English than the officers themselves and the gentleman-adventurers
in the cabin who had financed the expedition.
The captain was a fishy-eyed Norwegian
who somehow had fallen into possession of a complete
Shakespeare, which he never read, and Martin had washed
his clothes for him and in return been permitted access
to the precious volumes. For a time, so steeped
was he in the plays and in the many favorite passages
that impressed themselves almost without effort on
his brain, that all the world seemed to shape itself
into forms of Elizabethan tragedy or comedy and his
very thoughts were in blank verse. It trained
his ear and gave him a fine appreciation for noble
English; withal it introduced into his mind much that
was archaic and obsolete.
The eight months had been well spent,
and, in addition to what he had learned of right speaking
and high thinking, he had learned much of himself.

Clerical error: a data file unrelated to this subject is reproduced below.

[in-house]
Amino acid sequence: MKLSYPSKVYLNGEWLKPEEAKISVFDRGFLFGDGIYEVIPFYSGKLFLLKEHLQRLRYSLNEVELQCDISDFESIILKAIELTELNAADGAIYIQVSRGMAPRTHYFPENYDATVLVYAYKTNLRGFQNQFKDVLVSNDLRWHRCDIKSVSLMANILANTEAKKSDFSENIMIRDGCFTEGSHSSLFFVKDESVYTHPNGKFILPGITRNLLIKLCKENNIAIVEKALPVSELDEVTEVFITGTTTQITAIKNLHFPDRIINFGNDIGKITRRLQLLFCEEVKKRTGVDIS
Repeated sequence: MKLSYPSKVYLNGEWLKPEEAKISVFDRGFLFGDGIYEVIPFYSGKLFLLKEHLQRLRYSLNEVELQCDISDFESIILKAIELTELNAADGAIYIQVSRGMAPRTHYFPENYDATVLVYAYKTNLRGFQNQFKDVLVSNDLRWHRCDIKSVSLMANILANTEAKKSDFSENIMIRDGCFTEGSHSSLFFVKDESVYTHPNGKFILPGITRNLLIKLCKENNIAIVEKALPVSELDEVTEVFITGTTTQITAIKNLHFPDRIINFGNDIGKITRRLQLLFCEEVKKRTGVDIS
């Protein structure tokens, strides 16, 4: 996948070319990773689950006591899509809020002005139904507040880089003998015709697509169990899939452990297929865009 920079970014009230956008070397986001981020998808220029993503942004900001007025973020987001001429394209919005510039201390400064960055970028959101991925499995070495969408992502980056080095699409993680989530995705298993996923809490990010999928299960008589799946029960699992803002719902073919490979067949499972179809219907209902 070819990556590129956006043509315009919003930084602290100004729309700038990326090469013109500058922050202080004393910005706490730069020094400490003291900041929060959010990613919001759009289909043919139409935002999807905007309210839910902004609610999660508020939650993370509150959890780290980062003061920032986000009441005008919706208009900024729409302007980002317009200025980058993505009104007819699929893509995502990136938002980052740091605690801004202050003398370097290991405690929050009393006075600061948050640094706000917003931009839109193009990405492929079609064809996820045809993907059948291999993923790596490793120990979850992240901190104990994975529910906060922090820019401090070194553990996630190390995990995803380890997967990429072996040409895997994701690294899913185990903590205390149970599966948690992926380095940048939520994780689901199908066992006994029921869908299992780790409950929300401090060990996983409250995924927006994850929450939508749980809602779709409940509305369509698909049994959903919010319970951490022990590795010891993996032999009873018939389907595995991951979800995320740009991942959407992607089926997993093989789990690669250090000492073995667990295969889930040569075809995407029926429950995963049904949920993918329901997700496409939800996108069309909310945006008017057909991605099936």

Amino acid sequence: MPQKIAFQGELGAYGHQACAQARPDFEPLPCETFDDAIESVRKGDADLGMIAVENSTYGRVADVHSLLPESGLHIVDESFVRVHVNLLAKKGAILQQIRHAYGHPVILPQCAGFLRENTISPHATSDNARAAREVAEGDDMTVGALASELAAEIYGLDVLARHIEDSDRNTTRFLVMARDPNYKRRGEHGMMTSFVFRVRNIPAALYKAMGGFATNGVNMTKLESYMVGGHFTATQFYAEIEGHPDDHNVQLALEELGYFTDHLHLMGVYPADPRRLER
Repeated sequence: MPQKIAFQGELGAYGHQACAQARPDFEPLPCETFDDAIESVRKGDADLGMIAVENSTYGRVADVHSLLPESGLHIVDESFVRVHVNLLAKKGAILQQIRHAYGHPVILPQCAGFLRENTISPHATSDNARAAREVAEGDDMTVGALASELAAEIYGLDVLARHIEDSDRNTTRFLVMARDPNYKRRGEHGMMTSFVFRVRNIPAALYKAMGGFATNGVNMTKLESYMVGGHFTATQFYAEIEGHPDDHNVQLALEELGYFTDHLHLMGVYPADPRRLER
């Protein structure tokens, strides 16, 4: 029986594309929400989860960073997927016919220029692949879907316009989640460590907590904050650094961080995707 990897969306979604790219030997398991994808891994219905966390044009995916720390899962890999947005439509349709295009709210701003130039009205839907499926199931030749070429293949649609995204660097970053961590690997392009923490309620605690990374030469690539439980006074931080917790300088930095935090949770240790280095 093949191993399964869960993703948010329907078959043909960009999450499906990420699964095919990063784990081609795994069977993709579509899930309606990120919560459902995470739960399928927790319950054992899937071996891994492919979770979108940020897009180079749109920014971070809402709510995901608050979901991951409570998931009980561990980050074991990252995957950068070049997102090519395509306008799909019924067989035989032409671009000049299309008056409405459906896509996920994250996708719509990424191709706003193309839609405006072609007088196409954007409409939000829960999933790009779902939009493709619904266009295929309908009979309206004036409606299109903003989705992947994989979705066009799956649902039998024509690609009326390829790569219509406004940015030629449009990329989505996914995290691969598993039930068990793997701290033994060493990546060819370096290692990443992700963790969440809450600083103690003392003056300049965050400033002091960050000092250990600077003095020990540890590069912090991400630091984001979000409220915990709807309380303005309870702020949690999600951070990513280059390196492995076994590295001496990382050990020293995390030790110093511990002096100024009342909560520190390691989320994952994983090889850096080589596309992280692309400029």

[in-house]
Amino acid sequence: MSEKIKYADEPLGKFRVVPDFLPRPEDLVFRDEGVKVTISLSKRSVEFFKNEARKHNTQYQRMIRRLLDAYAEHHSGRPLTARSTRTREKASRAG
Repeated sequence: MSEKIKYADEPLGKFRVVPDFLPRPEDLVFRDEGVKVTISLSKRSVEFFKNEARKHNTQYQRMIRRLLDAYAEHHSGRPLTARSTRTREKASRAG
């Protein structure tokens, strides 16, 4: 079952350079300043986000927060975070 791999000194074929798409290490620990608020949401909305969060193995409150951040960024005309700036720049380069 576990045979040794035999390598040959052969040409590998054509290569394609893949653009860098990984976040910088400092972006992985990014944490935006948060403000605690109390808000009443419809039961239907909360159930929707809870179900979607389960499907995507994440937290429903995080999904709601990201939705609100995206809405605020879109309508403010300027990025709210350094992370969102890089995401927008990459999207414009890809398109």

Along with his humbleness because he knew so little,
there arose a conviction of power. He felt a
sharp gradation between himself and his shipmates,
and was wise enough to realize that the difference
lay in potentiality rather than achievement.
What he could do, they could do; but within
him he felt a confused ferment working that told him
there was more in him than he had done. He was
tortured by the exquisite beauty of the world, and
wished that Ruth were there to share it with him.
He decided that he would describe to her many of the
bits of South Sea beauty. The creative spirit
in him flamed up at the thought and urged that he
recreate this beauty for a wider audience than Ruth.
And then, in splendor and glory, came the great idea.
He would write. He would be one of the eyes
through which the world saw, one of the ears through
which it heard, one of the hearts through which it
felt. He would write everything poetry
and prose, fiction and description, and plays like
Shakespeare. There was career and the way to